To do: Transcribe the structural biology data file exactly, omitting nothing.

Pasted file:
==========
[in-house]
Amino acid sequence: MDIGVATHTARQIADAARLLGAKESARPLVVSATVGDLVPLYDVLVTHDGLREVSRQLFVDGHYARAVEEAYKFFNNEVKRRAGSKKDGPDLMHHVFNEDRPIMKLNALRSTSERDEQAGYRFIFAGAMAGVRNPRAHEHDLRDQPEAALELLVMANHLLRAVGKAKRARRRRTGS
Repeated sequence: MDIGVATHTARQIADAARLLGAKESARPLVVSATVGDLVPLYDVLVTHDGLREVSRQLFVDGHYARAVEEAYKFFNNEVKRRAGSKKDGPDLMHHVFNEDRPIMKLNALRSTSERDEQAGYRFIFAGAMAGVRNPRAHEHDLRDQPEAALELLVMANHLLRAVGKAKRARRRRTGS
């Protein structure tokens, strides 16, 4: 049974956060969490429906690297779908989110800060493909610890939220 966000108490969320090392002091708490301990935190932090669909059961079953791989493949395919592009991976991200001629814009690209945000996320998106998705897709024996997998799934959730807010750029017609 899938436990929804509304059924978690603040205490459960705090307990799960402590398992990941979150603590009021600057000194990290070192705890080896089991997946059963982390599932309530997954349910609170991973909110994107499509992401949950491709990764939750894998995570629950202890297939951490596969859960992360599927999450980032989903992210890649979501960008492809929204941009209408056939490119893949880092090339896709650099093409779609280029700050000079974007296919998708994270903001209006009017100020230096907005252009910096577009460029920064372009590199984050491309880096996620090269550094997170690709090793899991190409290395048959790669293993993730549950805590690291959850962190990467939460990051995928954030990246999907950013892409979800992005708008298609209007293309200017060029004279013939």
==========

[in-house]
Amino acid sequence: MDIGVATHTARQIADAARLLGAKESARPLVVSATVGDLVPLYDVLVTHDGLREVSRQLFVDGHYARAVEEAYKFFNNEVKRRAGSKKDGPDLMHHVFNEDRPIMKLNALRSTSERDEQAGYRFIFAGAMAGVRNPRAHEHDLRDQPEAALELLVMANHLLRAVGKAKRARRRRTGS
Repeated sequence: MDIGVATHTARQIADAARLLGAKESARPLVVSATVGDLVPLYDVLVTHDGLREVSRQLFVDGHYARAVEEAYKFFNNEVKRRAGSKKDGPDLMHHVFNEDRPIMKLNALRSTSERDEQAGYRFIFAGAMAGVRNPRAHEHDLRDQPEAALELLVMANHLLRAVGKAKRARRRRTGS
């Protein structure tokens, strides 16, 4: 049974956060969490429906690297779908989110800060493909610890939220 966000108490969320090392002091708490301990935190932090669909059961079953791989493949395919592009991976991200001629814009690209945000996320998106998705897709024996997998799934959730807010750029017609 899938436990929804509304059924978690603040205490459960705090307990799960402590398992990941979150603590009021600057000194990290070192705890080896089991997946059963982390599932309530997954349910609170991973909110994107499509992401949950491709990764939750894998995570629950202890297939951490596969859960992360599927999450980032989903992210890649979501960008492809929204941009209408056939490119893949880092090339896709650099093409779609280029700050000079974007296919998708994270903001209006009017100020230096907005252009910096577009460029920064372009590199984050491309880096996620090269550094997170690709090793899991190409290395048959790669293993993730549950805590690291959850962190990467939460990051995928954030990246999907950013892409979800992005708008298609209007293309200017060029004279013939």